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Learn How To Make Cheese At Rogue Farms

The first of our DIY (Do It Yourself) workshops is coming to Rogue Farms on Saturday, November 22nd. Join Jessica from The Kitchen At Middleground Farms as she shows you how to make your own cheese. It’s easier than you think. Learn about the ingredients, equipment, and processes needed to do it yourself. This workshop is free of charge and all ages are welcome.

The 2013 DIY Workshop: Cheese Making at Rogue Farms.

The 2013 DIY Workshop: Cheese Making at Rogue Farms.

DIY: Cheese Making
Saturday, November 22nd at 2:00pm
Rogue Farms Independence, Oregon

For more information call Rogue Farms @503-838-9813

DIY is at the heart of everything we do at Rogue Farms. We grow and process our own ingredients to create a proprietary palate of flavors for Rogue beers, spirits, ciders and sodas. We love sharing our DIY philosophy with others. Please join us at one or all of our winter DIY workshops so that you too can learn how to Do It Yourself.

Winter Storm Postcards

We’re in the middle of our first big winter storm of the season at Rogue Farms in Tygh Valley, and the falling snow and low hanging clouds have created a beautiful scene of solitude and silence. It’s as if the rest of the world had suddenly disappeared.

The Risk™ malting barley fields appear to be doing okay. No signs of cold damage, at least not yet. With snow on the ground, we can relax knowing that our barley will remain protected from any further damage as it sleeps under its big, white blanket.

We like to think our farm in Tygh Valley is beautiful any time of year, but winter is somehow special. We hope you enjoy the photos as much as we do.

One of our fields of Risk malting barley.

One of our fields of Risk™ malting barley.

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Winter Starts With A Blast

Just when we thought things weren’t going to be so bad at Rogue Farms in Tygh Valley and Independence, comes word from the National Weather Service that we’re going to get a heck of a lot of snow.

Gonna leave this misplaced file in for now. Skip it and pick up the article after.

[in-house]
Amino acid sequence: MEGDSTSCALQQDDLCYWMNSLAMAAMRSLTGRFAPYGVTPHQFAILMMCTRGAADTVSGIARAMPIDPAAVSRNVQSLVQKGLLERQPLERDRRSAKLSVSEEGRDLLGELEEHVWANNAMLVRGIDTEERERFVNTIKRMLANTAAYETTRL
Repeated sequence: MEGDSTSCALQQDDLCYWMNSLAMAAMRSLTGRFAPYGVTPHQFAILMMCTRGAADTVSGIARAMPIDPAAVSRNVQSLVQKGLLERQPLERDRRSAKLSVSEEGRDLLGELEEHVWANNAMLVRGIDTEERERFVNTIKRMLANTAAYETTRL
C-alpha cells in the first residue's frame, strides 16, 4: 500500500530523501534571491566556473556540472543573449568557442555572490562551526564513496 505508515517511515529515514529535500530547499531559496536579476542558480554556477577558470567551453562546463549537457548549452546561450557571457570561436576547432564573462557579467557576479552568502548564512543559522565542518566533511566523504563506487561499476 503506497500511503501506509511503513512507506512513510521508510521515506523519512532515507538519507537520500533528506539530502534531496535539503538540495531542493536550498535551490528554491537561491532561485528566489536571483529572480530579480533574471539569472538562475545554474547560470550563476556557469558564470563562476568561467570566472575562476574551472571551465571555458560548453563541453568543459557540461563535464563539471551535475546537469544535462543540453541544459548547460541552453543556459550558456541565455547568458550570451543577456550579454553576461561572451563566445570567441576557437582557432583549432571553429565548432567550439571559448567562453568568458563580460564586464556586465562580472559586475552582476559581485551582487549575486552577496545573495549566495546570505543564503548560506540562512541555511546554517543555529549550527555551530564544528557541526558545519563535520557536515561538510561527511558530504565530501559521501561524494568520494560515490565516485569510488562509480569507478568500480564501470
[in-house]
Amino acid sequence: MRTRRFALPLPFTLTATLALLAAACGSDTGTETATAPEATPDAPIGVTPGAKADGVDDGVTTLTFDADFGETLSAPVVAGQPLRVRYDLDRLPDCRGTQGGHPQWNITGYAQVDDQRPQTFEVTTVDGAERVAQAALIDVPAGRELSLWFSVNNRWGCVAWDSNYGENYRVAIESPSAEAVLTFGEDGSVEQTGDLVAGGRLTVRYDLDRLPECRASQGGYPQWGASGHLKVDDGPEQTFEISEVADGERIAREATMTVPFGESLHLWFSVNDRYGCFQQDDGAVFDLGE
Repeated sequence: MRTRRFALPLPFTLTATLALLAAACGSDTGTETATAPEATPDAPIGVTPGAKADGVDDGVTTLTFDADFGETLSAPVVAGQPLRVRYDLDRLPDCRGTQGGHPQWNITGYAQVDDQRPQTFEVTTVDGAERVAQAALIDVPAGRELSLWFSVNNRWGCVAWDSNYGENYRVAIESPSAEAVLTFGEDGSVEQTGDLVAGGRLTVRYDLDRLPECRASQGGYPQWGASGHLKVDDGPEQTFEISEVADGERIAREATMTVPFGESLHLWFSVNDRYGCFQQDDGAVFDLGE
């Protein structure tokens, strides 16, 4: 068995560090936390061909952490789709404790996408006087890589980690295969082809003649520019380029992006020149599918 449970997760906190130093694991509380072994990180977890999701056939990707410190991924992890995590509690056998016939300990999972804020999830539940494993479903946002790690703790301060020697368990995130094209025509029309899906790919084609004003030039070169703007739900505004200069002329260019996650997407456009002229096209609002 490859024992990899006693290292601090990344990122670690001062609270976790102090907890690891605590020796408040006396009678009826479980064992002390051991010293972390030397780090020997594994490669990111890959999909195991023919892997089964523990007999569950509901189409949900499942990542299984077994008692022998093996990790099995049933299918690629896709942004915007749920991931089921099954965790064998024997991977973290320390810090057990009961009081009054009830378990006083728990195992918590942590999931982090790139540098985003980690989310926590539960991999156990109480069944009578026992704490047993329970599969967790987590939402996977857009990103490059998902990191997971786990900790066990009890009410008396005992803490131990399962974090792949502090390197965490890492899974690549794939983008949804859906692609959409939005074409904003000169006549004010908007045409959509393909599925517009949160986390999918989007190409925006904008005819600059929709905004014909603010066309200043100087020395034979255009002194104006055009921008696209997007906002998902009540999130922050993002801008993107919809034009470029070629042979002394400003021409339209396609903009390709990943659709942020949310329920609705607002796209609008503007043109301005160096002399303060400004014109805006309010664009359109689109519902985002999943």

At Tygh Valley the predictions are all over the place. We could see anywhere from 5-14 inches of snow depending on how this plays out.  Temperatures will stay below freezing for the next several days.

We’re also keeping a close eye to what’s happening north of us in Columbia River Gorge. The National Weather Service has issued a Blizzard Warning for the western Gorge predicting up to 5 inches of snow and sleet.  Wind gusts will be high as 65-70 miles per hour.

Our secret defense is Tygh Ridge. At 2800 feet, Tygh Ridge protects us from those howling winter storms that roar down the Gorge.

Tygh Ridge in winter.

Tygh Ridge in winter.

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Winter Storm Watch At Rogue Farms

Like many parts of the United States, winter is coming early and strong to Rogue Farms in Tygh Valley, Oregon.

The National Weather Service has issued a Winter Storm Watch for the farm starting Wednesday night at 6pm farm time and running for 24 hours.  We’re expecting three to nine inches of snow with temperatures lingering in the 20’s.  But what we’re most worried about is our newly planted crop of Risk™ malting barley.

Spring Barley 2

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Planting Our Rye Whiskey and Ale

With a big winter storm headed our way to Rogue Farms in Independence,Oregon, we took advantage of a few days of decent weather to plant 20 acres of Dream Rye.

DSC_0215

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Do It Yourself: From Cornfield to Floor Malt

In our previous post we talked about the difficulties we had finding someone to harvest our Wigrich Corn. With time running out, we picked the entire five acres ourselves by hand.  It was a hard and dirty job but it had to be done or the crop would go to waste.